So the DPS required for this hard mode actually isn’t that high and should be easily achievable by all classes even in T7 quality gear. Remember the assumption I made about tanks. Each tank is expected to help out with 40% of the DPS of a DPS raid member. This works out to 1 454 DPS in this scenario (before the effect of Overwhelming Power is applied), which is a pretty conservative number when you consider what most tanks in this content are capable of putting out.

Refer to the chart below for an extension of this calculation to the different possible scenarios.


Remember that we have made some oversimplifications, particularly in the seconds that we lose or gain here and there from tank swapping and the delay before the first Overwhelming Power is cast after the second Assembly member dies. Who knows, this may all balance out. Or maybe the errors are being compounded. Does it matter? Who wants to do the sensitivity test on the variable T? Not me.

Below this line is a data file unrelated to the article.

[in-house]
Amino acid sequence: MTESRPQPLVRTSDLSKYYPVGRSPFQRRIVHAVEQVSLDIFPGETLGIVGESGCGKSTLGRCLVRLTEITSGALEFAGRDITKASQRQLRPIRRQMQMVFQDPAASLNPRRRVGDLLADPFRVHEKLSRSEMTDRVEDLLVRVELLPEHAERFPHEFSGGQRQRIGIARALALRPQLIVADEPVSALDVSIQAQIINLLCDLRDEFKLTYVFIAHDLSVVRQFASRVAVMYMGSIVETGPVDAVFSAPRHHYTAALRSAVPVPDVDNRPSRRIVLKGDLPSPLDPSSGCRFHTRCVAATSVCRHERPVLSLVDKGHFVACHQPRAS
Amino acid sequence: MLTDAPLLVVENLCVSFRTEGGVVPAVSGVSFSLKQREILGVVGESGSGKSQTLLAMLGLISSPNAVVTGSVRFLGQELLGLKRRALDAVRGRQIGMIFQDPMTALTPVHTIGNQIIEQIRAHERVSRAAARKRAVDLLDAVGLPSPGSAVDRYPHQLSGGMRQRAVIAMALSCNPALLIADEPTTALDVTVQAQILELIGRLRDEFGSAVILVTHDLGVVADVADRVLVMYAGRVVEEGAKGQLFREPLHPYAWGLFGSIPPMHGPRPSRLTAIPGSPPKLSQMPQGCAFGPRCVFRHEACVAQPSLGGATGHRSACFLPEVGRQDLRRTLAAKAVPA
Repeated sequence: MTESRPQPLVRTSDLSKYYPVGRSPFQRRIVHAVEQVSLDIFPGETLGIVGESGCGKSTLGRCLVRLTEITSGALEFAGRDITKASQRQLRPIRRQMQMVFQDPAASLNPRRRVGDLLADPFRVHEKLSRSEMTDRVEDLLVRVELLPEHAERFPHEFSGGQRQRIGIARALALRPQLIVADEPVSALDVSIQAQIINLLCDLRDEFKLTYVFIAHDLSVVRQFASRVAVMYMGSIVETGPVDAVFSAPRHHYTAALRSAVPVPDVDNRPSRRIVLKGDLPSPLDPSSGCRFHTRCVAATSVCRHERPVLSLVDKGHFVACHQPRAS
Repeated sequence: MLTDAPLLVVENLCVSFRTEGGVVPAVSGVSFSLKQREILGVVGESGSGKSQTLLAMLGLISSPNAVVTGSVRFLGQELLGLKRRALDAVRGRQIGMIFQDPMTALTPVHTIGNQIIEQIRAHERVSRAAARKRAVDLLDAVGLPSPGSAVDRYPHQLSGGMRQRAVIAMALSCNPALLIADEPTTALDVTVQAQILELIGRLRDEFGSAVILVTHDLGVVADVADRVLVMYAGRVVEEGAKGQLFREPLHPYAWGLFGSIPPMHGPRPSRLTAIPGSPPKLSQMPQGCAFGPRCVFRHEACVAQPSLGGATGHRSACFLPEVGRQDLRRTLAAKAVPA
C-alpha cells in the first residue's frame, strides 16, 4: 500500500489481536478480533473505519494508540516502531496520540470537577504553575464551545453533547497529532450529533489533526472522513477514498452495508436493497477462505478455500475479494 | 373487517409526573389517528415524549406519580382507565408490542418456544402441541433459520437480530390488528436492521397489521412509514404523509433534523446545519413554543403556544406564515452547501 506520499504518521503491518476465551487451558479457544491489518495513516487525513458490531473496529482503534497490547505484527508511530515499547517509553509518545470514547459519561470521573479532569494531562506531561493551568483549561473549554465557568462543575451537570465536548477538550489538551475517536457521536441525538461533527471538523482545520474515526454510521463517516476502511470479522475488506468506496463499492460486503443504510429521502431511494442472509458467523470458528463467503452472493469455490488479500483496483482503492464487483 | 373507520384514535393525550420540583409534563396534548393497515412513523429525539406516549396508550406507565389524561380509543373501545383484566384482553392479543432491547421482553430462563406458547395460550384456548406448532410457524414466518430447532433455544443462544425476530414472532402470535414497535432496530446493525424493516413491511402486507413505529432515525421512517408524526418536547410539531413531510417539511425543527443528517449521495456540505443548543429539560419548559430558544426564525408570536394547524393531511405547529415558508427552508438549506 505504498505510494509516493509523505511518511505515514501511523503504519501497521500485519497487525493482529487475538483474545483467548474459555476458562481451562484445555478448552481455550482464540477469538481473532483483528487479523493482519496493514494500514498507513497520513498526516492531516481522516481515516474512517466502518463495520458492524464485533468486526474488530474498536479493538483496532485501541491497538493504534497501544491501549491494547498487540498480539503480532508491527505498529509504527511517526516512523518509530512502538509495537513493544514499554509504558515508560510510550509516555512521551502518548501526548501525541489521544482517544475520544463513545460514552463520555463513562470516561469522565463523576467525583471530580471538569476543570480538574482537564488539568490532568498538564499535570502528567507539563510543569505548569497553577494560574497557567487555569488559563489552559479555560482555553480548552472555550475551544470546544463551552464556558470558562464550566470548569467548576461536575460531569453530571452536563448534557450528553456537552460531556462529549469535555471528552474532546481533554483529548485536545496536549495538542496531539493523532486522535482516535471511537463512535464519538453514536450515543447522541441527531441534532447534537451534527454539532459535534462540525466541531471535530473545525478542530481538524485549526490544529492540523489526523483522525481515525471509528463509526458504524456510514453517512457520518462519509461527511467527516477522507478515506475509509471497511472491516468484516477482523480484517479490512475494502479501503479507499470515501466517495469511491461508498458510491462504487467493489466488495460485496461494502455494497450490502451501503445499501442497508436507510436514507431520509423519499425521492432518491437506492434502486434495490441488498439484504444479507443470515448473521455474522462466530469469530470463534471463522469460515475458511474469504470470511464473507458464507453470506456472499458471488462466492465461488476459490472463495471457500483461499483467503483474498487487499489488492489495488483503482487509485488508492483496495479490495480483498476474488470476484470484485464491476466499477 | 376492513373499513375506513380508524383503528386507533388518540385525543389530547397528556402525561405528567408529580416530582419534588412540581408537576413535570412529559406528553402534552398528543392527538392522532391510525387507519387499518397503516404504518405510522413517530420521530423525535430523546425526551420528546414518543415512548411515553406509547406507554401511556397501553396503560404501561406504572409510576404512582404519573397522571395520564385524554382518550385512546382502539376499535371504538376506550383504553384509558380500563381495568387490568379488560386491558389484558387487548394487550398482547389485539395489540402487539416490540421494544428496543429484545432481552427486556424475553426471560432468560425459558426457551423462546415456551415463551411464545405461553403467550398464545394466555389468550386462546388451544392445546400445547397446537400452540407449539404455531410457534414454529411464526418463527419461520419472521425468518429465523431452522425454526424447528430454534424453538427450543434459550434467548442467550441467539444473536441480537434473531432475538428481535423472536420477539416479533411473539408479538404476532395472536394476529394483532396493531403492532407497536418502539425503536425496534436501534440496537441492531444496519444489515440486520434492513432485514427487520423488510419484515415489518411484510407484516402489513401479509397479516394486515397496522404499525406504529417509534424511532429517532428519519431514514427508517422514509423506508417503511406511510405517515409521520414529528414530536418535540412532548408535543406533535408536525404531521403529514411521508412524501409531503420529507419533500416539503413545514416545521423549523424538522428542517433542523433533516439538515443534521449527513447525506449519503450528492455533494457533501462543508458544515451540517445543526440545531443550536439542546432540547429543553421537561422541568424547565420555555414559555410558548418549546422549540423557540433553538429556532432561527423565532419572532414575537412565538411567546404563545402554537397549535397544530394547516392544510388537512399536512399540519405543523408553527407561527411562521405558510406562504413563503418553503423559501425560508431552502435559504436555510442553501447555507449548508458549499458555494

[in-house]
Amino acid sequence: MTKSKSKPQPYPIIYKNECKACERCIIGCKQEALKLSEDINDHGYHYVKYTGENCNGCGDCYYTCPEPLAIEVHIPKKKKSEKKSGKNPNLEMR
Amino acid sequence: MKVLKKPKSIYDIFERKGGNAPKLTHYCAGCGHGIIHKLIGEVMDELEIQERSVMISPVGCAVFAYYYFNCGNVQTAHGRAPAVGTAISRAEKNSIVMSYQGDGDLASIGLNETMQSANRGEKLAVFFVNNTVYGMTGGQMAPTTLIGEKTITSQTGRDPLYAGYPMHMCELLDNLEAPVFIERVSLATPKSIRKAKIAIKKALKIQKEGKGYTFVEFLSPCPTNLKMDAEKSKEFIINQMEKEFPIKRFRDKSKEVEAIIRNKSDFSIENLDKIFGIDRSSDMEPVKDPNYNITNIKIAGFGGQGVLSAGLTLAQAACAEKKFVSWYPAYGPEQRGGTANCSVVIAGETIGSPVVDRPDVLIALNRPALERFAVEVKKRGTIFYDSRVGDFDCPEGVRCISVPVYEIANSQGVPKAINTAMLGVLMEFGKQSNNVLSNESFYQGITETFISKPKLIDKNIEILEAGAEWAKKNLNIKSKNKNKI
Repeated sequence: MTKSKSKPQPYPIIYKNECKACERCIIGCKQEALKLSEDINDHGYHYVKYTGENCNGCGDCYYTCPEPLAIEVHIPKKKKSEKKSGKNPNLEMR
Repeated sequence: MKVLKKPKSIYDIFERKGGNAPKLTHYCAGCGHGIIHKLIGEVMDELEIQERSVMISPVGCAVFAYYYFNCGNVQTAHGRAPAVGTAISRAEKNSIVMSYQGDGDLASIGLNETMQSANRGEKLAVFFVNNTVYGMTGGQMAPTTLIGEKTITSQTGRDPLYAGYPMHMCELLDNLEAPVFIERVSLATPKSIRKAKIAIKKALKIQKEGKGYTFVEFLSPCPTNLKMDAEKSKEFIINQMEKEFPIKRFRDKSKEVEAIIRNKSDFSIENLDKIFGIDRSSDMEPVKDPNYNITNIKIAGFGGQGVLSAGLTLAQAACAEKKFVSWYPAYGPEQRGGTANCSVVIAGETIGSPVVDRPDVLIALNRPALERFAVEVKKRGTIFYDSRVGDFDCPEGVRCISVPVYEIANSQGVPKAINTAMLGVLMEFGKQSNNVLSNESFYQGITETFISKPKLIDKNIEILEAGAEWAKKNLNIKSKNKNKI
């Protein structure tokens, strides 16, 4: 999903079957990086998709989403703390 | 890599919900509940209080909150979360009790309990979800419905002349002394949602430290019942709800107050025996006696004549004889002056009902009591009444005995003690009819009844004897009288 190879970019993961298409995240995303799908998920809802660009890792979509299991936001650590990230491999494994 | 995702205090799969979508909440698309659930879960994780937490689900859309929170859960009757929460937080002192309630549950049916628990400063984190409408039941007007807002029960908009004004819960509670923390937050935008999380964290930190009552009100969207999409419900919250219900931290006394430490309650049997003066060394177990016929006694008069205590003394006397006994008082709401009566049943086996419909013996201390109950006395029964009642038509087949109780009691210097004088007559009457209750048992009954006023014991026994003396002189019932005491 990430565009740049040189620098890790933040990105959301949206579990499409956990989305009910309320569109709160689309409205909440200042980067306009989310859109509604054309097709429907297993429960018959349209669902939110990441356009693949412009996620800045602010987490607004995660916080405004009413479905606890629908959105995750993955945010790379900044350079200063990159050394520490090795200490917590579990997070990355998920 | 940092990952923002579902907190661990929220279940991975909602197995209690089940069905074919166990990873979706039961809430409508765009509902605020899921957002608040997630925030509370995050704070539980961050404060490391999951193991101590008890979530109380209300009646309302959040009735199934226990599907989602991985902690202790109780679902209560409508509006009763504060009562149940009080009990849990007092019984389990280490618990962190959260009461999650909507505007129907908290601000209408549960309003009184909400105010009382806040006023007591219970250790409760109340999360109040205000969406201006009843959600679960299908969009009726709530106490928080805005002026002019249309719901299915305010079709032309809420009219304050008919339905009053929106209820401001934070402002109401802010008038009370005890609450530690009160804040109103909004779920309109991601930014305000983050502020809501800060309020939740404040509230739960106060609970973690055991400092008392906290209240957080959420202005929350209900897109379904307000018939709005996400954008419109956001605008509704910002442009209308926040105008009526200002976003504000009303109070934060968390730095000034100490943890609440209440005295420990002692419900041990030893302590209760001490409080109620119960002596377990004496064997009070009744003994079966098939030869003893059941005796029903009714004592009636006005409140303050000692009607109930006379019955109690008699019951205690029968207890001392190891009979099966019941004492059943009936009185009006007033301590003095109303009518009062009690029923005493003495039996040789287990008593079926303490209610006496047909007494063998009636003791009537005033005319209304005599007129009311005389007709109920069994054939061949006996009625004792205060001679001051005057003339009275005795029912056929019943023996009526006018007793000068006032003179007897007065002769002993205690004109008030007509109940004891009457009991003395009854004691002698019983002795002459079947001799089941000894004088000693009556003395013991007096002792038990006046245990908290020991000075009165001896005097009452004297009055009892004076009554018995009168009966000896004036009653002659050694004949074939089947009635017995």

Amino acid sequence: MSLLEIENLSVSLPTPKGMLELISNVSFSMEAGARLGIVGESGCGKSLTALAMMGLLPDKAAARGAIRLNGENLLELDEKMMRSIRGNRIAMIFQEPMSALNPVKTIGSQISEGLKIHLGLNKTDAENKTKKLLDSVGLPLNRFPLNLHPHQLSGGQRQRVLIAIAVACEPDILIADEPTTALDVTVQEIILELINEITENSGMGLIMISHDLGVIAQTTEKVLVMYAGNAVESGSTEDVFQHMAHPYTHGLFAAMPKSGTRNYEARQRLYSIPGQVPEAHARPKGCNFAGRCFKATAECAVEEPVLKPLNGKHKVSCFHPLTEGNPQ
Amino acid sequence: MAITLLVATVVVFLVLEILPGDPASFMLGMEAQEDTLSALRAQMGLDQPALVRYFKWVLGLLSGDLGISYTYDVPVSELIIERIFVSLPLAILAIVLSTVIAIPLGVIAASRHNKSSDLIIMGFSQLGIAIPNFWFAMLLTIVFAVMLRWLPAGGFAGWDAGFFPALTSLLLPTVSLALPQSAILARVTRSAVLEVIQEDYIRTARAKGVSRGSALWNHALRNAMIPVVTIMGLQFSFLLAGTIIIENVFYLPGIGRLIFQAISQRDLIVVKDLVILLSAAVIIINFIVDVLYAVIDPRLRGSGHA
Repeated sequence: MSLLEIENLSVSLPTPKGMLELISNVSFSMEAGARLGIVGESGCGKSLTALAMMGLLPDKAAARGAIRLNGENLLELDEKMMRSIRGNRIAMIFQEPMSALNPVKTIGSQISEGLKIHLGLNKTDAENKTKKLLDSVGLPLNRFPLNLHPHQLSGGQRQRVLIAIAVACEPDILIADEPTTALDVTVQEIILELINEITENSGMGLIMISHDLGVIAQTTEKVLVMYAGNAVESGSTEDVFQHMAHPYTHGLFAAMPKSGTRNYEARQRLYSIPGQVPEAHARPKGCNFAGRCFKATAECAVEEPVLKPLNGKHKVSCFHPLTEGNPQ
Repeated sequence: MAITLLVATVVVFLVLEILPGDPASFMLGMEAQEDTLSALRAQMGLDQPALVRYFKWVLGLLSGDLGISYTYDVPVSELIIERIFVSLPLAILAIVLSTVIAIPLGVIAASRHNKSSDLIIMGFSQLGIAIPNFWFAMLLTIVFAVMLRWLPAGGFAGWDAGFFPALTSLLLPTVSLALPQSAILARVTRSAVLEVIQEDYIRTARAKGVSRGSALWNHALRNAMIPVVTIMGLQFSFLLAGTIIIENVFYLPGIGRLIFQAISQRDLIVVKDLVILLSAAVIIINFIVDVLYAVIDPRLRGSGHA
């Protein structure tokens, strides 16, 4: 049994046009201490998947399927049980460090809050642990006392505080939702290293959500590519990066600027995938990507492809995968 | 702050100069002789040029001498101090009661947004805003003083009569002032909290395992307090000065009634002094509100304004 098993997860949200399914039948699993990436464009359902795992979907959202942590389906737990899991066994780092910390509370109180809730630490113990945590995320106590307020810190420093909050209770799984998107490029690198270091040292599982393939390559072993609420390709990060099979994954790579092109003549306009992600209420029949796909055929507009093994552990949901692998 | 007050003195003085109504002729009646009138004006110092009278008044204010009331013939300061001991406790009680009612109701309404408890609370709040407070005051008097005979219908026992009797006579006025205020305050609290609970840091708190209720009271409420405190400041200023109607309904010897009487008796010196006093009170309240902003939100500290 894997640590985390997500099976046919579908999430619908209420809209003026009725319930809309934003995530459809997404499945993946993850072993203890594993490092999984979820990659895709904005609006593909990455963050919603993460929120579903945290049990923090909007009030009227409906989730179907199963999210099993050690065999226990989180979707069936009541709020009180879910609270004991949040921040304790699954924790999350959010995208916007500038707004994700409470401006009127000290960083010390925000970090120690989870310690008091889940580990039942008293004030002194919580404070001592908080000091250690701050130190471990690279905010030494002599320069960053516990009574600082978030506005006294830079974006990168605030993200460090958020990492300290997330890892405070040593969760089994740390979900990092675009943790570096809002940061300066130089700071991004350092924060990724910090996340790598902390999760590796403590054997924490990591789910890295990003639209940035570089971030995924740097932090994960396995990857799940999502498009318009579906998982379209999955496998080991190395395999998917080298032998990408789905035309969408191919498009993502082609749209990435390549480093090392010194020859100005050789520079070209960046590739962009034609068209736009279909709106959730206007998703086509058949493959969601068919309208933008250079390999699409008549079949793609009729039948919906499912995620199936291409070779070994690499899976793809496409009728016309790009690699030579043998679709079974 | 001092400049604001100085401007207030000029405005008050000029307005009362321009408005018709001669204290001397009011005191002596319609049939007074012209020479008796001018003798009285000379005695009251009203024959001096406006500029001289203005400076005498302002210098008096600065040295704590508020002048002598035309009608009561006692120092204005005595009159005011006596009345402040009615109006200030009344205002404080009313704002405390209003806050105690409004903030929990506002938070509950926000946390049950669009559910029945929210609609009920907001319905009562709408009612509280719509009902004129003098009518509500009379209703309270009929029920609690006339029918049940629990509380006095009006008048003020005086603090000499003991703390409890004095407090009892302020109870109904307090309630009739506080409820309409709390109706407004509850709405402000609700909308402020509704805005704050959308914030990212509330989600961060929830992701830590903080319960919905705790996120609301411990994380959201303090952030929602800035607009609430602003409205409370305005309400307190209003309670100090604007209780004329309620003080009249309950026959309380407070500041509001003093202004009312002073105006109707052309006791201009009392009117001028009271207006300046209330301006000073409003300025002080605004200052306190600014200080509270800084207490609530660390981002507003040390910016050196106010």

Also, these calculations do not take into account the proficiency of your healer-tank team in keeping the tanks alive through Fusion Punch and the raid alive through the now relatively potent Steelbreaker AOE (2 250 damage every 3 seconds to each member of the raid). Cooldown coordination will probably be required by the time your second tank is tanking.


Here we go again with the fires June 21, 2009

Filed under: World Events — Pookies @ 10:24

Some of you longer-time readers may remember Phaelia’s slightly distressed post last year decrying some of us resto druids for participating in the Midsummer Fire Festival. She may be happy to know that, due to an oversight, we are unable to honour or desecrate any fires we honoured or desecrated last year. At least, for the time being. Expect this to be fixed so that people who honoured and desecrated fires last year and didn’t spend their blossoms on the Midsummer Garb are actually able get the Burning Hot Pole Dance achievement. Refer to this thread for updates.